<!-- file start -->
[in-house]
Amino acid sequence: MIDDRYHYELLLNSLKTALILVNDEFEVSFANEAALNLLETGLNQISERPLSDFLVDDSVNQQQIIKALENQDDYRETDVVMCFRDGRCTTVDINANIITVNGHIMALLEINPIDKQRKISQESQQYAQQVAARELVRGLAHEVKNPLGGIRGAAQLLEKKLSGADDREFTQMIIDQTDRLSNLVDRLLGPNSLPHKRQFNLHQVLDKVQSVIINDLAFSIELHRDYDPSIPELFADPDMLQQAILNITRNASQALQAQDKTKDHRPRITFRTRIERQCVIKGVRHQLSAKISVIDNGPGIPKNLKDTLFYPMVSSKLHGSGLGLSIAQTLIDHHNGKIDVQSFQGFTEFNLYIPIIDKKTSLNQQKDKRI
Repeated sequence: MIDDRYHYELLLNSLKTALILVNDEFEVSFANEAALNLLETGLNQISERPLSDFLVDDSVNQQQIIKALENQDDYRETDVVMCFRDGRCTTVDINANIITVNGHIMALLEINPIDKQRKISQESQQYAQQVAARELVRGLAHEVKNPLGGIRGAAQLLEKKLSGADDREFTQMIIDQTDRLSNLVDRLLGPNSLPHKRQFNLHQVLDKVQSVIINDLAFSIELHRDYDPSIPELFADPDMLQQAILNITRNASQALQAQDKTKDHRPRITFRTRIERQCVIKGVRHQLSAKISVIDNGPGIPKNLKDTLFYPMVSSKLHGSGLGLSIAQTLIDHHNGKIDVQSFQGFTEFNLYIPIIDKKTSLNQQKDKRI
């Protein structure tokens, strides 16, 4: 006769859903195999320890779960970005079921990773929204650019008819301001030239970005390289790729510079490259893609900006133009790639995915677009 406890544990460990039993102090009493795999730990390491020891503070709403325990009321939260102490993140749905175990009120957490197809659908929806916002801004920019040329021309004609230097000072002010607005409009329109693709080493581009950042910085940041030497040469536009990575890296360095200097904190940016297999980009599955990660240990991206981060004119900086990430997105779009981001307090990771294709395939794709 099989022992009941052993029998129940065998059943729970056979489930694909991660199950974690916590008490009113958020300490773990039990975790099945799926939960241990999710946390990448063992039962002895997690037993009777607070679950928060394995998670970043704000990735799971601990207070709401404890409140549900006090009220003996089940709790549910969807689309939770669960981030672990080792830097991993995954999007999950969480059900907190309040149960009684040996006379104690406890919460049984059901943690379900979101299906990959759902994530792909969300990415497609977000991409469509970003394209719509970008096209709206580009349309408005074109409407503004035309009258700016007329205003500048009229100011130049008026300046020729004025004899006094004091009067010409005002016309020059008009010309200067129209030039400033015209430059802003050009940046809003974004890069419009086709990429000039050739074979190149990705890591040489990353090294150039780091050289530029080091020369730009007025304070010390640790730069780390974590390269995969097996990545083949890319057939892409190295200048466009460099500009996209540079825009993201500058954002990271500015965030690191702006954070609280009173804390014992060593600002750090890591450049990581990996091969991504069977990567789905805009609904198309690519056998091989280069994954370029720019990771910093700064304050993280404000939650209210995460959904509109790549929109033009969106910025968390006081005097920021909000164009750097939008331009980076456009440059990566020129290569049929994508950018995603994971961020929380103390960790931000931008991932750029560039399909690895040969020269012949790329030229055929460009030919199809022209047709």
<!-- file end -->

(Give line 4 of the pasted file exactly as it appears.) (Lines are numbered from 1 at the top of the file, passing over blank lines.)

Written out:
């Protein structure tokens, strides 16, 4: 006769859903195999320890779960970005079921990773929204650019008819301001030239970005390289790729510079490259893609900006133009790639995915677009 406890544990460990039993102090009493795999730990390491020891503070709403325990009321939260102490993140749905175990009120957490197809659908929806916002801004920019040329021309004609230097000072002010607005409009329109693709080493581009950042910085940041030497040469536009990575890296360095200097904190940016297999980009599955990660240990991206981060004119900086990430997105779009981001307090990771294709395939794709 099989022992009941052993029998129940065998059943729970056979489930694909991660199950974690916590008490009113958020300490773990039990975790099945799926939960241990999710946390990448063992039962002895997690037993009777607070679950928060394995998670970043704000990735799971601990207070709401404890409140549900006090009220003996089940709790549910969807689309939770669960981030672990080792830097991993995954999007999950969480059900907190309040149960009684040996006379104690406890919460049984059901943690379900979101299906990959759902994530792909969300990415497609977000991409469509970003394209719509970008096209709206580009349309408005074109409407503004035309009258700016007329205003500048009229100011130049008026300046020729004025004899006094004091009067010409005002016309020059008009010309200067129209030039400033015209430059802003050009940046809003974004890069419009086709990429000039050739074979190149990705890591040489990353090294150039780091050289530029080091020369730009007025304070010390640790730069780390974590390269995969097996990545083949890319057939892409190295200048466009460099500009996209540079825009993201500058954002990271500015965030690191702006954070609280009173804390014992060593600002750090890591450049990581990996091969991504069977990567789905805009609904198309690519056998091989280069994954370029720019990771910093700064304050993280404000939650209210995460959904509109790549929109033009969106910025968390006081005097920021909000164009750097939008331009980076456009440059990566020129290569049929994508950018995603994971961020929380103390960790931000931008991932750029560039399909690895040969020269012949790329030229055929460009030919199809022209047709």